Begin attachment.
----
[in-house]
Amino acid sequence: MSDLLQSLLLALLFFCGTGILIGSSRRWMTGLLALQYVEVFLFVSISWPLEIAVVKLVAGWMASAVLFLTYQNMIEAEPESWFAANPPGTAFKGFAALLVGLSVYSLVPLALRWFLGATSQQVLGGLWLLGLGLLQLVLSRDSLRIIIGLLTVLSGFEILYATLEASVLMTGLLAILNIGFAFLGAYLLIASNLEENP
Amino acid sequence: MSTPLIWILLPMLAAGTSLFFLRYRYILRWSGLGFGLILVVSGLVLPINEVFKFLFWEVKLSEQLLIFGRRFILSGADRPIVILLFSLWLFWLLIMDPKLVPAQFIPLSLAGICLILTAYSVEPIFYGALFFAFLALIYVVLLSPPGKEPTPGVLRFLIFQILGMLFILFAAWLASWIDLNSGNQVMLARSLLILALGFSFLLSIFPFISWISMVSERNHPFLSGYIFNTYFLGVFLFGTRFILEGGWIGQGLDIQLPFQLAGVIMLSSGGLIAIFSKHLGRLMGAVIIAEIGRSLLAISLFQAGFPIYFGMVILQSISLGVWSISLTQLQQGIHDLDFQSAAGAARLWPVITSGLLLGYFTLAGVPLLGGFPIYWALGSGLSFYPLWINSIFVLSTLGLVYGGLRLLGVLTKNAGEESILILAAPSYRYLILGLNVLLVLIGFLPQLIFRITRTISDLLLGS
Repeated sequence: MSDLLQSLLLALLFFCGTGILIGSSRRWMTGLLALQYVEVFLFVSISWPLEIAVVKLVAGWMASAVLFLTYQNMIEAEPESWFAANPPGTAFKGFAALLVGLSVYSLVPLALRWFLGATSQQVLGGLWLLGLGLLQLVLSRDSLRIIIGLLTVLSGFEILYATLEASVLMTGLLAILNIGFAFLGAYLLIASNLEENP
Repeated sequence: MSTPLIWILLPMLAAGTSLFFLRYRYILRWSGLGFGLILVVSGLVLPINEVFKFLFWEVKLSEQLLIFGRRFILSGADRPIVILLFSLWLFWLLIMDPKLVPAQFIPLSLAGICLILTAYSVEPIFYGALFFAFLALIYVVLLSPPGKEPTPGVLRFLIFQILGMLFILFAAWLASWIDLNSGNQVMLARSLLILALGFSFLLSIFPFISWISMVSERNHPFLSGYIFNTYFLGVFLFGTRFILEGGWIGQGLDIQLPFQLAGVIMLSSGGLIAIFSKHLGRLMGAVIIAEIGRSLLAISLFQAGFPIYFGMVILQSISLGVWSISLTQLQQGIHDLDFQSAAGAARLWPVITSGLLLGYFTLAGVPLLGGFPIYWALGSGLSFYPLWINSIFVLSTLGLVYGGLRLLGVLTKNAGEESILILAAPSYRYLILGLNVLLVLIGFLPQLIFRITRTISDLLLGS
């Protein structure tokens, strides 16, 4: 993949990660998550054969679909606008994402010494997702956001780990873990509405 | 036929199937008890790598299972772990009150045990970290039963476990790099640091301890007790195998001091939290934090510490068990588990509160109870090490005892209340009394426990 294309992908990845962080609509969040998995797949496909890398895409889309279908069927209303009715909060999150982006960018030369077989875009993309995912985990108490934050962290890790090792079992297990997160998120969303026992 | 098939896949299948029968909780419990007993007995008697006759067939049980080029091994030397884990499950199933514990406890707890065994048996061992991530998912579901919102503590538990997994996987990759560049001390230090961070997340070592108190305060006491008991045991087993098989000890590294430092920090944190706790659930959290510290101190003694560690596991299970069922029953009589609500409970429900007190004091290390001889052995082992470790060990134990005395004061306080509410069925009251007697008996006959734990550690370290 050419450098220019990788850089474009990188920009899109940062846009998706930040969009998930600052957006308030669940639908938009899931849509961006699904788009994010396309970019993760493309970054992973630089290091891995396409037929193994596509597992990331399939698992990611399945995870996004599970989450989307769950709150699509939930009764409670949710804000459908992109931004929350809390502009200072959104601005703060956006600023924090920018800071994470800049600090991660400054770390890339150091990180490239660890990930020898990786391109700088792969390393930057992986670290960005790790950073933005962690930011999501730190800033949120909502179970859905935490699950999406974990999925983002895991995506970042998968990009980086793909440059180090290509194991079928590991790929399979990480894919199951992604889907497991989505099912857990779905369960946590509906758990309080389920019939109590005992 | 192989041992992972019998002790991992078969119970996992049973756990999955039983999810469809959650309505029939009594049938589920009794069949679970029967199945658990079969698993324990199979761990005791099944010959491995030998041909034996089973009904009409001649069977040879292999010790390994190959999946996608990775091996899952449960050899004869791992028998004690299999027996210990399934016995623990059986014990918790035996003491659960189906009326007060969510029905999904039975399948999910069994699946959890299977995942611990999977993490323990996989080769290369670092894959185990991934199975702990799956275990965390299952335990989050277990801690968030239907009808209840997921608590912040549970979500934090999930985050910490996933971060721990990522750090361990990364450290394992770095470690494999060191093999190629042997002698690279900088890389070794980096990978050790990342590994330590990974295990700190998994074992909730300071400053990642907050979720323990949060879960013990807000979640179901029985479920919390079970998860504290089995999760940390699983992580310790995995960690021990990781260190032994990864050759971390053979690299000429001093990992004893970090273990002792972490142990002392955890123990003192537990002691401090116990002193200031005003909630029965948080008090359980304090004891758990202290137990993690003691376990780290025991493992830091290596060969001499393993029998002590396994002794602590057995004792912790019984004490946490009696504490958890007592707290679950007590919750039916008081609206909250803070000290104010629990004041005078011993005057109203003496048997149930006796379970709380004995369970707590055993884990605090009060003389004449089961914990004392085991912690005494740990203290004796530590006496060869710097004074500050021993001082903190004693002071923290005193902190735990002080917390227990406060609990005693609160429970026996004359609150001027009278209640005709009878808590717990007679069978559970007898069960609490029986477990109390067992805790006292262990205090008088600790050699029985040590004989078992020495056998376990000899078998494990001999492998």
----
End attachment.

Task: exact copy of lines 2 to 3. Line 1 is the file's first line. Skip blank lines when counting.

Amino acid sequence: MSDLLQSLLLALLFFCGTGILIGSSRRWMTGLLALQYVEVFLFVSISWPLEIAVVKLVAGWMASAVLFLTYQNMIEAEPESWFAANPPGTAFKGFAALLVGLSVYSLVPLALRWFLGATSQQVLGGLWLLGLGLLQLVLSRDSLRIIIGLLTVLSGFEILYATLEASVLMTGLLAILNIGFAFLGAYLLIASNLEENP
Amino acid sequence: MSTPLIWILLPMLAAGTSLFFLRYRYILRWSGLGFGLILVVSGLVLPINEVFKFLFWEVKLSEQLLIFGRRFILSGADRPIVILLFSLWLFWLLIMDPKLVPAQFIPLSLAGICLILTAYSVEPIFYGALFFAFLALIYVVLLSPPGKEPTPGVLRFLIFQILGMLFILFAAWLASWIDLNSGNQVMLARSLLILALGFSFLLSIFPFISWISMVSERNHPFLSGYIFNTYFLGVFLFGTRFILEGGWIGQGLDIQLPFQLAGVIMLSSGGLIAIFSKHLGRLMGAVIIAEIGRSLLAISLFQAGFPIYFGMVILQSISLGVWSISLTQLQQGIHDLDFQSAAGAARLWPVITSGLLLGYFTLAGVPLLGGFPIYWALGSGLSFYPLWINSIFVLSTLGLVYGGLRLLGVLTKNAGEESILILAAPSYRYLILGLNVLLVLIGFLPQLIFRITRTISDLLLGS